Avalanche Blues Hockey

Colorado Avalanche’s Gabriel Landeskog, left, is congratulated by teammate Nathan MacKinnon (29) after scoring during the third period in Game 3 of an NHL hockey Stanley Cup second-round playoff series against the St. Louis Blues Saturday, May 21, 2022, in St. Louis. (AP Photo/Jeff Roberson)

Nazem dazzle 'em, and Blues lose.

Led by 2K — Nazem Kadri with a hat trick and Darcy Kuemper brilliant in goal — the Avalanche were mightier than the Mississippi and Ain’t Louie Monday night.

The Avs won their fourth consecutive game on the road and their fourth straight in two postseasons against the Blues.

As a kid, "Baba" Kadri wished to be Kobe.

Kadri performed like the late Kobe Bryant in Game 4 by becoming the first Avalanche player ever to score three goals in a road playoff game.

With the Blues, their backers, the network broadcast and the entire hockey world concentrating on Kadri Monday night, he refused to back down, but stepped up his game. This series is all but over. Who’s got next?

Kadri — characterized as a rogue, a rapscallion, a reckless ruffian — lured the Blues into worrying more about him than the Avs. And by the time the Blues started to play real hockey, it turned out to be too little too late. Nazem has three goals in the two games in St. Louis. In between he received racial references and death threats. But he never got scared or unsettled.

Although the Avs outskated and outshot the Blues in the opening period, they trailed 1-0 for the fourth game in a row. But they scored four goals in five minutes of the second period before the Blues responded with two power-play goals in 150 seconds.

Nazem’s volatile career has turned him into a cause célèbre from East to West in North America.

Kadri — whose grandparents and father Sam emigrated from Kferdenis, Lebanon, to Canada in 1968 — is back as the center in the center of a tumultuous tempest, just where he was when the teams played a year ago. Then, Kadri whacked the Blues’ Justin Faulk upside the head in Game 2 and was ejected, then didn’t play again in the playoffs because of suspension.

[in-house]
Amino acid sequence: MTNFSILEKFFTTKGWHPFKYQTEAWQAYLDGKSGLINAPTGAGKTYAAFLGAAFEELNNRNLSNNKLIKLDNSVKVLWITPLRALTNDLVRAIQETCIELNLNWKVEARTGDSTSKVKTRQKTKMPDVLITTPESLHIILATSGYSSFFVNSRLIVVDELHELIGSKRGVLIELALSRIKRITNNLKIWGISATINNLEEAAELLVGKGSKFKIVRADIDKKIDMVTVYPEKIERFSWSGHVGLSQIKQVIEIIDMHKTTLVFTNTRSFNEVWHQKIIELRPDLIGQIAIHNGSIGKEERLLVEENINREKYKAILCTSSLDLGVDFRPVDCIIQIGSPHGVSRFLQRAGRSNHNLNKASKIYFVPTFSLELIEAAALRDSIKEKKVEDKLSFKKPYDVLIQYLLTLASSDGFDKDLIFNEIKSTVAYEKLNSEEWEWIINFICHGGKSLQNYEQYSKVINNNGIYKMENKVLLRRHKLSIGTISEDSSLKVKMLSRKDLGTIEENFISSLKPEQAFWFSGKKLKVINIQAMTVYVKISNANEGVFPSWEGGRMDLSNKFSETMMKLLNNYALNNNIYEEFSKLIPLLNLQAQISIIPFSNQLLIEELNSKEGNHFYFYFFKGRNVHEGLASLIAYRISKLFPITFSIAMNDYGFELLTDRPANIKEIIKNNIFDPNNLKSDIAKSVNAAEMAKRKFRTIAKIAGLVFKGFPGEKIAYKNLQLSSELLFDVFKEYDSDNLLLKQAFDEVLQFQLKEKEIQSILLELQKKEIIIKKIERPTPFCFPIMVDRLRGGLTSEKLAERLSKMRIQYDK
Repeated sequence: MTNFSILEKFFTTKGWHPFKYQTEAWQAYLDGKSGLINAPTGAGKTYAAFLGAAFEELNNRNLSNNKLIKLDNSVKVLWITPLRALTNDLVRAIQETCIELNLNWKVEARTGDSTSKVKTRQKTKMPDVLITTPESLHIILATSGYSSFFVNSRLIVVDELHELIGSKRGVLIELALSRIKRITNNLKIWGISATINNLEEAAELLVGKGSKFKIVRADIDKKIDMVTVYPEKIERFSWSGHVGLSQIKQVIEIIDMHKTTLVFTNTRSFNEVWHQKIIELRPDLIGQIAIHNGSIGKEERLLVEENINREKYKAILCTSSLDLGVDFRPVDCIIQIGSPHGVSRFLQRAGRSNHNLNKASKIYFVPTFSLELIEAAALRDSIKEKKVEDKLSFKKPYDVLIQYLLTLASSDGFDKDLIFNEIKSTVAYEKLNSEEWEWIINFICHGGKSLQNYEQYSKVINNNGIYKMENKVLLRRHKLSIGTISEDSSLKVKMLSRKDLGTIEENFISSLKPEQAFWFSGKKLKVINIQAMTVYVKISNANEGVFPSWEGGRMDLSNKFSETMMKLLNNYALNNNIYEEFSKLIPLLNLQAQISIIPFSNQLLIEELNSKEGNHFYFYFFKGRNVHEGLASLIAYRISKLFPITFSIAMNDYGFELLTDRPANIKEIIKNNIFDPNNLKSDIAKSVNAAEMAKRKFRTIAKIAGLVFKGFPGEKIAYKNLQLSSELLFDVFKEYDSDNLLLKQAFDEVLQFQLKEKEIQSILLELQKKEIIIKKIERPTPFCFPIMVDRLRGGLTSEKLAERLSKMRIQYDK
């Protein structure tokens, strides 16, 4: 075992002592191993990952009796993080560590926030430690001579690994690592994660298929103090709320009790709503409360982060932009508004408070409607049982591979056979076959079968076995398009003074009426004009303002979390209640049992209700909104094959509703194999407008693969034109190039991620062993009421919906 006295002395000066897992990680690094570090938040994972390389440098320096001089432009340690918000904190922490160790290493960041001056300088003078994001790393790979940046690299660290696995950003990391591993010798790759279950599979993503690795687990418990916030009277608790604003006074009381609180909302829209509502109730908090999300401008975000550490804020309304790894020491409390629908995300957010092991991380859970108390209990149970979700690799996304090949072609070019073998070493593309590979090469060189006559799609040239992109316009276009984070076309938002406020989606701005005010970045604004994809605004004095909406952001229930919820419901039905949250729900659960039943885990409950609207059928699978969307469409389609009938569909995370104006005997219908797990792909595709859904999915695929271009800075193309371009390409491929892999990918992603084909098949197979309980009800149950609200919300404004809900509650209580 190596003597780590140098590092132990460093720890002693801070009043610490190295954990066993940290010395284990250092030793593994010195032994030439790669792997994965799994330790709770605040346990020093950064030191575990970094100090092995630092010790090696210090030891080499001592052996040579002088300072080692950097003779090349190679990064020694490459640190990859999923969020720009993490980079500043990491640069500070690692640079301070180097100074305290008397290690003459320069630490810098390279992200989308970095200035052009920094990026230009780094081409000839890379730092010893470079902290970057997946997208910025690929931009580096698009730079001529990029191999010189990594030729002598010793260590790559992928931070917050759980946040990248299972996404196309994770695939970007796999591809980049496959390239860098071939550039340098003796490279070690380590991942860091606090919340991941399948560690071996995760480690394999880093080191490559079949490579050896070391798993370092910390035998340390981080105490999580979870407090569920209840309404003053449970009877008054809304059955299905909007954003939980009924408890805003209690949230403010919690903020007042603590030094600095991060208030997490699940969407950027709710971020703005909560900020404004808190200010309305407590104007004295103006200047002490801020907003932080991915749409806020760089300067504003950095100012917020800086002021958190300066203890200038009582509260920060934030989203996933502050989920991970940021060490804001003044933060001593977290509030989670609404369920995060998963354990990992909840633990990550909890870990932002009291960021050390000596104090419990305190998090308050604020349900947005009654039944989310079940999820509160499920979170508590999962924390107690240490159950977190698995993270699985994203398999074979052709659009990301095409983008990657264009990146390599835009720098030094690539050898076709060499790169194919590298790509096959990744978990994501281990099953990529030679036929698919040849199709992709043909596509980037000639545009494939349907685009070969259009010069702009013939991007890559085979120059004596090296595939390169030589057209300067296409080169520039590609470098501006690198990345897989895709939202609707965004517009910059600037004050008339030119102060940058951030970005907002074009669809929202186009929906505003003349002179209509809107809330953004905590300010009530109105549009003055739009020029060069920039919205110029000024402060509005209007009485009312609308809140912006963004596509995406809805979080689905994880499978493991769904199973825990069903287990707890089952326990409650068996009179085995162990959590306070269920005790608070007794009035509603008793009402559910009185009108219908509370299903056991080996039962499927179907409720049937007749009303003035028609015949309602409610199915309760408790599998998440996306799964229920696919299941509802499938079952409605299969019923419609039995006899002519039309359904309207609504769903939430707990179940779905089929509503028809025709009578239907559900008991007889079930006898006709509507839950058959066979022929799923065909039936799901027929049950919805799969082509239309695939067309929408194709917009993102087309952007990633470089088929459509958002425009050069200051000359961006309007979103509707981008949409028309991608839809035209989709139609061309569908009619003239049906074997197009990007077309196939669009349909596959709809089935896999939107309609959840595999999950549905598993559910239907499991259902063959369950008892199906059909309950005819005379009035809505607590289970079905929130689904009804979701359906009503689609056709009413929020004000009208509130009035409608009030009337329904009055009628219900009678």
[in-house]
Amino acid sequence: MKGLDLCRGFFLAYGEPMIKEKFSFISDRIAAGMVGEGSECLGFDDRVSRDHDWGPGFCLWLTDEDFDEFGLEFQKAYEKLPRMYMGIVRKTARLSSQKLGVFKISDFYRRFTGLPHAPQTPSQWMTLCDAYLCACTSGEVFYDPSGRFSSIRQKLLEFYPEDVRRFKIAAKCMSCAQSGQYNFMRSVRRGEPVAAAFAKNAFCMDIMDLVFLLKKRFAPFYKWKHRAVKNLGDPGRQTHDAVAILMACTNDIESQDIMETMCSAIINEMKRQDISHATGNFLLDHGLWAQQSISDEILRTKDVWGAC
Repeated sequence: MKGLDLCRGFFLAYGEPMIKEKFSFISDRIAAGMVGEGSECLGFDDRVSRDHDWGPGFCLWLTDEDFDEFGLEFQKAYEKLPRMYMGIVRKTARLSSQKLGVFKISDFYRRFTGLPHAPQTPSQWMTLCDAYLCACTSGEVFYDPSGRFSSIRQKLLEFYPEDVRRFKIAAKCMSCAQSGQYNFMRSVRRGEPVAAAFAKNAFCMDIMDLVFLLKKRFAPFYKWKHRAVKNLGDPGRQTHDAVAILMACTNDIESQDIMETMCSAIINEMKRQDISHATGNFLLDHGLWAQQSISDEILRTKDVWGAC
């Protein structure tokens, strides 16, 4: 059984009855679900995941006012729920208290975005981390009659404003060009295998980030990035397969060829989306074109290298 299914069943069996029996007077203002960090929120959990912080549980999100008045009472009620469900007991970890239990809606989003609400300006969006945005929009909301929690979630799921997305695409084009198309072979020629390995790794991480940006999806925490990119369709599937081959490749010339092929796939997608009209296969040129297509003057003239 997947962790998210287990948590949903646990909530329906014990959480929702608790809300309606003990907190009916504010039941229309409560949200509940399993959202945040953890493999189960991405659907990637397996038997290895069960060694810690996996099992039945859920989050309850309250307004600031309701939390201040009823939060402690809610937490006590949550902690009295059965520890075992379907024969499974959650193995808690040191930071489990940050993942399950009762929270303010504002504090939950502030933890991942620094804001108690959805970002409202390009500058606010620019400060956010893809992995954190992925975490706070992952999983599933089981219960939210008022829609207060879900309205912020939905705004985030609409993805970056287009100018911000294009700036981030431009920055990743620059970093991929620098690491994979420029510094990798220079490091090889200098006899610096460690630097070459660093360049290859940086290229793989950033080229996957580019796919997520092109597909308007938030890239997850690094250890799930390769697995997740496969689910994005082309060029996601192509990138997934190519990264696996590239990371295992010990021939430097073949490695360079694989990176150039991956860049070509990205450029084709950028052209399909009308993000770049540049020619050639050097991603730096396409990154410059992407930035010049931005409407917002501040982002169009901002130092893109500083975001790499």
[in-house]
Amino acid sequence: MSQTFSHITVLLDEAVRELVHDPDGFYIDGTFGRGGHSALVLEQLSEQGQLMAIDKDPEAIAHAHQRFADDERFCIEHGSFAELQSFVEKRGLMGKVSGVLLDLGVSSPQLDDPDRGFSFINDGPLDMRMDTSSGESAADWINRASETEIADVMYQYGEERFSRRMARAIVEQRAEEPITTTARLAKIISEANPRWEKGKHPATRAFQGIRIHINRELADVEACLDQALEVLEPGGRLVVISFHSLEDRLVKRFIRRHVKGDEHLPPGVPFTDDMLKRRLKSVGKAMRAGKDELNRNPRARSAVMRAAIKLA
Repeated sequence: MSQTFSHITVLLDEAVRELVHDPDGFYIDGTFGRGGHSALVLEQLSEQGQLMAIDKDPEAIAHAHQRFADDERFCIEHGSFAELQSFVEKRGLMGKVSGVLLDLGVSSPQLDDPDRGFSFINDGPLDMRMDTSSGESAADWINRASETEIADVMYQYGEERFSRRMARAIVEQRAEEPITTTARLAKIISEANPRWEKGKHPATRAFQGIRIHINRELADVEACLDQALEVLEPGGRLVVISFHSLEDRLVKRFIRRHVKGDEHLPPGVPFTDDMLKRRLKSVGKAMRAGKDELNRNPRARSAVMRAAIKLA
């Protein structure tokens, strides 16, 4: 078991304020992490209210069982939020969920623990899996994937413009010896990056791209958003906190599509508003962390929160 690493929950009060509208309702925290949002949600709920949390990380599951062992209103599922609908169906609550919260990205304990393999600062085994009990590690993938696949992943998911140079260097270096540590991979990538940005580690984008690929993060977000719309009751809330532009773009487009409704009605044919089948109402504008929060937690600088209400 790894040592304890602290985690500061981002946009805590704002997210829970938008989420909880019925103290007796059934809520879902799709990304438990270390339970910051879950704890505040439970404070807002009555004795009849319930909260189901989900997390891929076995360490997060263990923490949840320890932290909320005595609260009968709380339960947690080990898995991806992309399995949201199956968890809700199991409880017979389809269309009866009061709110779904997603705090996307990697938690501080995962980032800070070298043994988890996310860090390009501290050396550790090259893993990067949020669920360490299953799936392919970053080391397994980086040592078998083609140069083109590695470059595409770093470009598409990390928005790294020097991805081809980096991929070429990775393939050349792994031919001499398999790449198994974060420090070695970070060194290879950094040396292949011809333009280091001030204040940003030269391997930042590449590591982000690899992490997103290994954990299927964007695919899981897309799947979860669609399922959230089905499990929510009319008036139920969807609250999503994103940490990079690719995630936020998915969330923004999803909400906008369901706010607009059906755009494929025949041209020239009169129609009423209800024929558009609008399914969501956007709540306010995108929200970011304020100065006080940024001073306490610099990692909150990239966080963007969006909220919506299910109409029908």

Now, Naz has been accused by the Blues of injuring goaltender Jordan Binnington in a crash of the titans six minutes and 45 seconds into Game 3. The starting goalie was forced to leave with a leg injury and won’t play the rest of the series. The Avalanche already had lost defensemen Samuel Girard in the first minute of the game in St. Louis when his head and body were slammed into the board behind the Avs' goal. He, too, is out for the remainder of the postseason after being diagnosed at a St. Louis hospital of suffering a broken sternum.

The Blues and the Avalanche were on a collision course Monday night.

Kadri was not penalized for the mash-up with Binnington; the Blues didn’t seek a review after former teammates Kadri and Calle Rosen collided in the crease and drove into Binnington, and league officials, who scrutinize Nazem more closely than anyone else on the ice, declined to punish him.

After that game, Blues coach Craig Berube, who passed on his chance to challenge Kadri’s action immediately, was asked about the collision and said: "Look at Kadri’s reputation."

As if Berube was a saint as a player. He served suspensions because of illegalities and a racial remark aimed at a Black opponent, and he was in the top seven in league history in penalty minutes.

In between games, the league and St. Louis police investigated racial attacks and death threats targeting one of the few Muslims ever to play in the NHL, and security was added at the Avs' hotel. One long-time St. Louis talk show host and basketball broadcaster for the St. Louis Billikens tweeted: "Gotta play for blood now. Somebody who has the self-awareness to the team has to avenge Binny with blood. … Take the suspension and take a victim with you."

Classy.

On May 4, Nazem penned his own story for The Players' Tribune, titled "I Am Who I Am," and it’s certainly worth a read. Kadri talks about idolizing Kobe Bryant as a kid and how his father took him to a Lakers-Raptors game in Toronto.

"I wanted to be that guy," he said of the late Laker superstar.

"The player I am — the one who gives everything, who plays with an edge, who still pretends he’s Kobe out there, I’m still that guy.’’

He’s had his best statistical season by far, but Kadri is not Kobe.

To his 3-year-old daughter Naylah, "Baba" means dad. And that matters most.

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